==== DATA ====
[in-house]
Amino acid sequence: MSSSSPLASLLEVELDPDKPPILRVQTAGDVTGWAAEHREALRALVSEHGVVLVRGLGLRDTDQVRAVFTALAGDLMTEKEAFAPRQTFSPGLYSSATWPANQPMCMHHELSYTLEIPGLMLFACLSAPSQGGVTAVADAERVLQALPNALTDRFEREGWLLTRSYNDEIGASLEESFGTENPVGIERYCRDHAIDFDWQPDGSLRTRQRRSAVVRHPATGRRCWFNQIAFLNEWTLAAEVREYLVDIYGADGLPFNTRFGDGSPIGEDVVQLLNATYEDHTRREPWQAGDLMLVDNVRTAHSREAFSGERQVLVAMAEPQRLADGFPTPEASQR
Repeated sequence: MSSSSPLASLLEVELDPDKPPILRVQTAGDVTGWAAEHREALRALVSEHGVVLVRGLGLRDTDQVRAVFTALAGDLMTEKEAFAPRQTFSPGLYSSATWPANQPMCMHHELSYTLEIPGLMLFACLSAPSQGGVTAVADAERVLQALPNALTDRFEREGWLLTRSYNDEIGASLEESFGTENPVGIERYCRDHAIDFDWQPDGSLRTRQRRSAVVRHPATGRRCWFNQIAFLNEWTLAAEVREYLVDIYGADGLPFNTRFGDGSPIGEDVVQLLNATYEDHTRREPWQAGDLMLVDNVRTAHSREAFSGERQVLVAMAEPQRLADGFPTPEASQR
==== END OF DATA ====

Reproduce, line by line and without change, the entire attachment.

[in-house]
Amino acid sequence: MSSSSPLASLLEVELDPDKPPILRVQTAGDVTGWAAEHREALRALVSEHGVVLVRGLGLRDTDQVRAVFTALAGDLMTEKEAFAPRQTFSPGLYSSATWPANQPMCMHHELSYTLEIPGLMLFACLSAPSQGGVTAVADAERVLQALPNALTDRFEREGWLLTRSYNDEIGASLEESFGTENPVGIERYCRDHAIDFDWQPDGSLRTRQRRSAVVRHPATGRRCWFNQIAFLNEWTLAAEVREYLVDIYGADGLPFNTRFGDGSPIGEDVVQLLNATYEDHTRREPWQAGDLMLVDNVRTAHSREAFSGERQVLVAMAEPQRLADGFPTPEASQR
Repeated sequence: MSSSSPLASLLEVELDPDKPPILRVQTAGDVTGWAAEHREALRALVSEHGVVLVRGLGLRDTDQVRAVFTALAGDLMTEKEAFAPRQTFSPGLYSSATWPANQPMCMHHELSYTLEIPGLMLFACLSAPSQGGVTAVADAERVLQALPNALTDRFEREGWLLTRSYNDEIGASLEESFGTENPVGIERYCRDHAIDFDWQPDGSLRTRQRRSAVVRHPATGRRCWFNQIAFLNEWTLAAEVREYLVDIYGADGLPFNTRFGDGSPIGEDVVQLLNATYEDHTRREPWQAGDLMLVDNVRTAHSREAFSGERQVLVAMAEPQRLADGFPTPEASQR